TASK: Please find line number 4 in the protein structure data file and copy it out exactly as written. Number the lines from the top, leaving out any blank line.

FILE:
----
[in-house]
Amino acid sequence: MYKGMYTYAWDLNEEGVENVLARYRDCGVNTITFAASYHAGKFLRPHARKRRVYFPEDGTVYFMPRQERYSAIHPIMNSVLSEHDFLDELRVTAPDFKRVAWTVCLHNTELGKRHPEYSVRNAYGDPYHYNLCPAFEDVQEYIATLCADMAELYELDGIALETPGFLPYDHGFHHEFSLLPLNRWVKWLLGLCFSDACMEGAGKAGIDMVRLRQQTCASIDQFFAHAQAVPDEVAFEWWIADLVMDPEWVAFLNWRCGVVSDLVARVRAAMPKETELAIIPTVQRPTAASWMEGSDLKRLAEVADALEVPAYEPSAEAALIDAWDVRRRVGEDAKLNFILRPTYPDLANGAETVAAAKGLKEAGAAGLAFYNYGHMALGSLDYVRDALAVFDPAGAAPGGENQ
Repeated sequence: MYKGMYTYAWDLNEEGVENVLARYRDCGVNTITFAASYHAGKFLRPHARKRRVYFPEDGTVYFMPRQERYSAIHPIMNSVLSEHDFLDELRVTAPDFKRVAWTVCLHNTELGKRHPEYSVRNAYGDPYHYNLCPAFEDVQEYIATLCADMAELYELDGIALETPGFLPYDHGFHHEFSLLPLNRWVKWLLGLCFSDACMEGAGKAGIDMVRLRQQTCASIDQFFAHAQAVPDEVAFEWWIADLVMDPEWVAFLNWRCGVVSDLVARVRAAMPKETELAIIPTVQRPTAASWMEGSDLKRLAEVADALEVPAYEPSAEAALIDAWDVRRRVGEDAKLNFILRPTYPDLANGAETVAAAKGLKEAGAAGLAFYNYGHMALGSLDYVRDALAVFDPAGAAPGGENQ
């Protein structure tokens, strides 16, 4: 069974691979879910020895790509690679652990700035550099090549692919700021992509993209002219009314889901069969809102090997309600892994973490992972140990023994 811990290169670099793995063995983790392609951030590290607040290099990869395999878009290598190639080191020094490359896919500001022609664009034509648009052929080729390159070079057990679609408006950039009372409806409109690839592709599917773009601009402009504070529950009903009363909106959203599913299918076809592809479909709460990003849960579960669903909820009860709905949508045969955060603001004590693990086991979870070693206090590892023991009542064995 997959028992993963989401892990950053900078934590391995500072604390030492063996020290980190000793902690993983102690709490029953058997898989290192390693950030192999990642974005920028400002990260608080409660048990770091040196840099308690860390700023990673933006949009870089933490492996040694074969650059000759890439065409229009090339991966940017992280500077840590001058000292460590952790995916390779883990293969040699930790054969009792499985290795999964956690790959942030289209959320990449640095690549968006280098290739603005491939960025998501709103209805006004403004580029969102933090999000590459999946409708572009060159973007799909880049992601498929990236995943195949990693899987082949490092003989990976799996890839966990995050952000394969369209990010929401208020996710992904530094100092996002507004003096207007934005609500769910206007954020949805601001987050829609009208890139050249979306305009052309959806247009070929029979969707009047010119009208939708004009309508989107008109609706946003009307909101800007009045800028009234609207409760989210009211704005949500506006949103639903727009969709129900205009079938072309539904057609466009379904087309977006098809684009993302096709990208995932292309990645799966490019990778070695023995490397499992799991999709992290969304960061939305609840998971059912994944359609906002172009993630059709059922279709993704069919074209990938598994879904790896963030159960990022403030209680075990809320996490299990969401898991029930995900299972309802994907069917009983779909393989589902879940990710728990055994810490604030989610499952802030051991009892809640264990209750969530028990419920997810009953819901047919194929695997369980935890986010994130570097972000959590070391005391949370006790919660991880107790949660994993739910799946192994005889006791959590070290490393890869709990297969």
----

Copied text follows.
């Protein structure tokens, strides 16, 4: 069974691979879910020895790509690679652990700035550099090549692919700021992509993209002219009314889901069969809102090997309600892994973490992972140990023994 811990290169670099793995063995983790392609951030590290607040290099990869395999878009290598190639080191020094490359896919500001022609664009034509648009052929080729390159070079057990679609408006950039009372409806409109690839592709599917773009601009402009504070529950009903009363909106959203599913299918076809592809479909709460990003849960579960669903909820009860709905949508045969955060603001004590693990086991979870070693206090590892023991009542064995 997959028992993963989401892990950053900078934590391995500072604390030492063996020290980190000793902690993983102690709490029953058997898989290192390693950030192999990642974005920028400002990260608080409660048990770091040196840099308690860390700023990673933006949009870089933490492996040694074969650059000759890439065409229009090339991966940017992280500077840590001058000292460590952790995916390779883990293969040699930790054969009792499985290795999964956690790959942030289209959320990449640095690549968006280098290739603005491939960025998501709103209805006004403004580029969102933090999000590459999946409708572009060159973007799909880049992601498929990236995943195949990693899987082949490092003989990976799996890839966990995050952000394969369209990010929401208020996710992904530094100092996002507004003096207007934005609500769910206007954020949805601001987050829609009208890139050249979306305009052309959806247009070929029979969707009047010119009208939708004009309508989107008109609706946003009307909101800007009045800028009234609207409760989210009211704005949500506006949103639903727009969709129900205009079938072309539904057609466009379904087309977006098809684009993302096709990208995932292309990645799966490019990778070695023995490397499992799991999709992290969304960061939305609840998971059912994944359609906002172009993630059709059922279709993704069919074209990938598994879904790896963030159960990022403030209680075990809320996490299990969401898991029930995900299972309802994907069917009983779909393989589902879940990710728990055994810490604030989610499952802030051991009892809640264990209750969530028990419920997810009953819901047919194929695997369980935890986010994130570097972000959590070391005391949370006790919660991880107790949660994993739910799946192994005889006791959590070290490393890869709990297969």